New Zealand announces road-user tax for electric vehicles

Increasing numbers of electric and plug-in hybrid vehicles on New Zealand roads means there’s less money for infrastructure projects from the country’s petrol tax – but that’s all about to change.

Electric-vehicle owners in New Zealand will soon have to pay a road-user tax, based on the distance they travel.

From 31 March 2024, any electric car and plug-in hybrid vehicle (PHEV) weighing less than 3500kg will be required to pay the new tax, in an effort to recoup revenue lost from the petrol excise, the New Zealand Government said.

It is expected electrified cars will fall under the same road-user charge applied to diesel vehicles in the country, taxed at a rate of $NZ0.076 per kilometre ($AU0.073/km).

Electric passenger cars made up 14 per cent of new vehicles sold in New Zealand in July 2023, due to the country’s sliding-scale rebate – which charges high-polluting vehicles such as utes, SUVs, and four-wheel-drives higher sales taxes, which are passed on as rebates for buyers of PHEVs and electric cars.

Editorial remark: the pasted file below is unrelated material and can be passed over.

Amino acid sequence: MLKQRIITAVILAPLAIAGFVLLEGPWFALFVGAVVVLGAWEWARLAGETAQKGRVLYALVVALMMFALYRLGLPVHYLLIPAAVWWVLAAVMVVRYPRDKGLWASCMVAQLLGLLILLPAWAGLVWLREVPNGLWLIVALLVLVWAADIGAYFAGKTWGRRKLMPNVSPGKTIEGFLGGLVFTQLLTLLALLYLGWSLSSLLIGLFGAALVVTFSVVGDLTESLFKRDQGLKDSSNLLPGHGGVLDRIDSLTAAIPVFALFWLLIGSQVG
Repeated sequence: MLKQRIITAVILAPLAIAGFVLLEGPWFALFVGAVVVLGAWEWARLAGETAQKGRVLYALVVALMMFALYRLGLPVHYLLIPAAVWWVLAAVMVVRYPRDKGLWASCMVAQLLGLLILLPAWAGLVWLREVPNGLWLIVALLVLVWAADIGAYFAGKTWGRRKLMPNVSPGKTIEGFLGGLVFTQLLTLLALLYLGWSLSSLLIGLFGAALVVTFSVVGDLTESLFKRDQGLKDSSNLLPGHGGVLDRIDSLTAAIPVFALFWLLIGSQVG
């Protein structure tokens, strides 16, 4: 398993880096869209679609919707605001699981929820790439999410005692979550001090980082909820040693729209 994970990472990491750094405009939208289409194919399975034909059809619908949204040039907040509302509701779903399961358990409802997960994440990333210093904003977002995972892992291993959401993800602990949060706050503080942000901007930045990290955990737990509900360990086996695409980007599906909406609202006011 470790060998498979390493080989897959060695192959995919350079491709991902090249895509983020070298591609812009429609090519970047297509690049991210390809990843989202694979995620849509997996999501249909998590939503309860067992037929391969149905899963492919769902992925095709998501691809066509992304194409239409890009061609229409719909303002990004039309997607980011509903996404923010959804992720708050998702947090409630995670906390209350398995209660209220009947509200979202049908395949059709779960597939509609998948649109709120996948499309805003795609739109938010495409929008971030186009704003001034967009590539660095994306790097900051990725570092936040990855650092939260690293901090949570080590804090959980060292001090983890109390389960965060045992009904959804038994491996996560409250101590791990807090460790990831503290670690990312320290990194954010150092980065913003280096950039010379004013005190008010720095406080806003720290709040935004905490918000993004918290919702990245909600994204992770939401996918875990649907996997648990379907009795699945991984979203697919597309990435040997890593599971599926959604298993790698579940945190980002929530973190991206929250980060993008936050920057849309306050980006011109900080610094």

The increased number of electrified vehicles has meant reduced revenue for the National Land Transport Fund, which pays for road upgrades and maintenance.

It’s understood the road-user charge will come into effect no matter which political party is voted in at the New Zealand general election being held next month.

MORE: Australian policymakers rule out New Zealand's radical electric-car plan

Traditional hybrid and mild-hybrid vehicles – as well as electrified vehicles weighing more than 3500kg – will remain exempt from the road-user tax until 2026.

However, government officials have admitted all vehicles will eventually be required to pay the distance-based charge.

The government has also committed to increasing the petrol excise by 12 NZ cents over the next three years, from its current rate of around 70 NZ cents per litre.

It’s expected these changes will contribute to a $NZ5 billion ($AU4.6 billion) boost to the transport fund – an increase of approximately 25 per cent.

In Australia, the Victorian Government’s road-user charge for electric and plug-in hybrid vehicles is currently being challenged by the Federal Government, despite backing from all local states and territories – some of which have announced their own distance-based tax.

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